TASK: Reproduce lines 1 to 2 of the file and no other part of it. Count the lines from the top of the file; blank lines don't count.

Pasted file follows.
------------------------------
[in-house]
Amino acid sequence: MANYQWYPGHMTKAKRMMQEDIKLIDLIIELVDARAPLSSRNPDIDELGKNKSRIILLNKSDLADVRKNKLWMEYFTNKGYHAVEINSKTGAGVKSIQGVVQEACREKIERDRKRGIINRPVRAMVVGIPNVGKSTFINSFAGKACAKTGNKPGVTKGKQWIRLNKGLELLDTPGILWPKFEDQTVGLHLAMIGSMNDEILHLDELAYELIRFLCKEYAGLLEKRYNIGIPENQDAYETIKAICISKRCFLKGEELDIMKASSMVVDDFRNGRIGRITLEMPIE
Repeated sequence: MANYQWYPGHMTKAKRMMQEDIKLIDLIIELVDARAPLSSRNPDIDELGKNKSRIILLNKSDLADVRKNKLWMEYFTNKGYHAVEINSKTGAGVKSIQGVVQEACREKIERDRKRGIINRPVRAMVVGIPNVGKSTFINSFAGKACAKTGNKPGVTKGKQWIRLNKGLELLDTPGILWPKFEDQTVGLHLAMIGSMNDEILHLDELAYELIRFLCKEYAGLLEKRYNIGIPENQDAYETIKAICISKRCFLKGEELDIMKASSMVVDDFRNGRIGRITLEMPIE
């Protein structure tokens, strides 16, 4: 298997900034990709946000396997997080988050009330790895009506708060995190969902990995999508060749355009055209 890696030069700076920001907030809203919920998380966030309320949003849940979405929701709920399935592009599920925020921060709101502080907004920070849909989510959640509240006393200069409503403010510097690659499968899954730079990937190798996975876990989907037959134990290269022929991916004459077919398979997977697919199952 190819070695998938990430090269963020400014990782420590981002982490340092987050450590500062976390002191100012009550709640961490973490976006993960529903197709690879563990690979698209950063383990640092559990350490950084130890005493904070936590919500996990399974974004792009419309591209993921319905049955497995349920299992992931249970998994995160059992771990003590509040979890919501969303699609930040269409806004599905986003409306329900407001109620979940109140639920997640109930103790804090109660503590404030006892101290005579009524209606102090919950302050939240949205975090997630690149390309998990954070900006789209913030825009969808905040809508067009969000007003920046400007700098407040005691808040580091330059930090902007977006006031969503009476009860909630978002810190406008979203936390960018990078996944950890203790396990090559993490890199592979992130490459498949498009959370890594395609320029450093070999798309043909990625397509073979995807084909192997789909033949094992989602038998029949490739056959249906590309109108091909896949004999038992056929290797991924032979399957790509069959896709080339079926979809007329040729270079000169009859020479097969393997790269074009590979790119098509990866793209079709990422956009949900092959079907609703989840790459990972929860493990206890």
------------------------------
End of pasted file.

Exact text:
[in-house]
Amino acid sequence: MANYQWYPGHMTKAKRMMQEDIKLIDLIIELVDARAPLSSRNPDIDELGKNKSRIILLNKSDLADVRKNKLWMEYFTNKGYHAVEINSKTGAGVKSIQGVVQEACREKIERDRKRGIINRPVRAMVVGIPNVGKSTFINSFAGKACAKTGNKPGVTKGKQWIRLNKGLELLDTPGILWPKFEDQTVGLHLAMIGSMNDEILHLDELAYELIRFLCKEYAGLLEKRYNIGIPENQDAYETIKAICISKRCFLKGEELDIMKASSMVVDDFRNGRIGRITLEMPIE